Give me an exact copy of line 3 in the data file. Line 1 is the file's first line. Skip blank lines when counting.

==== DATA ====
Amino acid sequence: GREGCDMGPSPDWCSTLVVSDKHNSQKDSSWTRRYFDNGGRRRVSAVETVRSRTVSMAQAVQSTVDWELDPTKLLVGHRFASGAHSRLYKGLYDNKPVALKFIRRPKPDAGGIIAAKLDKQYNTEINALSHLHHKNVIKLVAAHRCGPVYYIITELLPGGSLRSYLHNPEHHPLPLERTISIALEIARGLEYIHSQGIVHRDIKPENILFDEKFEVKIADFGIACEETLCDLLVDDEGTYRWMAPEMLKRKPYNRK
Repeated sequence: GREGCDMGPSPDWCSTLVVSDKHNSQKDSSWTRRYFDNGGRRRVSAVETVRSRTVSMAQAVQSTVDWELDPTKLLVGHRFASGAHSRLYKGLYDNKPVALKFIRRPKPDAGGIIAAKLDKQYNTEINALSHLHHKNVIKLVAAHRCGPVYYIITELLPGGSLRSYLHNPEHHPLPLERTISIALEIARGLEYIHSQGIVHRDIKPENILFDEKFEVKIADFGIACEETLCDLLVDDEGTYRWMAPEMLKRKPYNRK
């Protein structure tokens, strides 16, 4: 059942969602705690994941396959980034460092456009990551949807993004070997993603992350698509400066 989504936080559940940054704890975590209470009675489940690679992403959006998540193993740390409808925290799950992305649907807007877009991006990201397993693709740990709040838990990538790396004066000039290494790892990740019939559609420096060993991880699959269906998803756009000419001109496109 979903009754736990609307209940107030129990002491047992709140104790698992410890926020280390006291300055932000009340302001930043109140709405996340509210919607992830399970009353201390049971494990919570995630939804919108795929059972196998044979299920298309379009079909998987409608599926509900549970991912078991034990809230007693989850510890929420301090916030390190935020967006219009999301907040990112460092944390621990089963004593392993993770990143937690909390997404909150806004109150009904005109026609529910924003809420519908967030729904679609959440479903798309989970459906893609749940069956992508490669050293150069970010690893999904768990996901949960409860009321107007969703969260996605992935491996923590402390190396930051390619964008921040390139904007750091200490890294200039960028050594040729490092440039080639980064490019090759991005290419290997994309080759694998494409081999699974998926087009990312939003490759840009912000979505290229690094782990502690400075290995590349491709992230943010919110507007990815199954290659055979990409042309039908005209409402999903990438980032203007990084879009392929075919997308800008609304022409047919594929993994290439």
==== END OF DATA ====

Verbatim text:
């Protein structure tokens, strides 16, 4: 059942969602705690994941396959980034460092456009990551949807993004070997993603992350698509400066 989504936080559940940054704890975590209470009675489940690679992403959006998540193993740390409808925290799950992305649907807007877009991006990201397993693709740990709040838990990538790396004066000039290494790892990740019939559609420096060993991880699959269906998803756009000419001109496109 979903009754736990609307209940107030129990002491047992709140104790698992410890926020280390006291300055932000009340302001930043109140709405996340509210919607992830399970009353201390049971494990919570995630939804919108795929059972196998044979299920298309379009079909998987409608599926509900549970991912078991034990809230007693989850510890929420301090916030390190935020967006219009999301907040990112460092944390621990089963004593392993993770990143937690909390997404909150806004109150009904005109026609529910924003809420519908967030729904679609959440479903798309989970459906893609749940069956992508490669050293150069970010690893999904768990996901949960409860009321107007969703969260996605992935491996923590402390190396930051390619964008921040390139904007750091200490890294200039960028050594040729490092440039080639980064490019090759991005290419290997994309080759694998494409081999699974998926087009990312939003490759840009912000979505290229690094782990502690400075290995590349491709992230943010919110507007990815199954290659055979990409042309039908005209409402999903990438980032203007990084879009392929075919997308800008609304022409047919594929993994290439």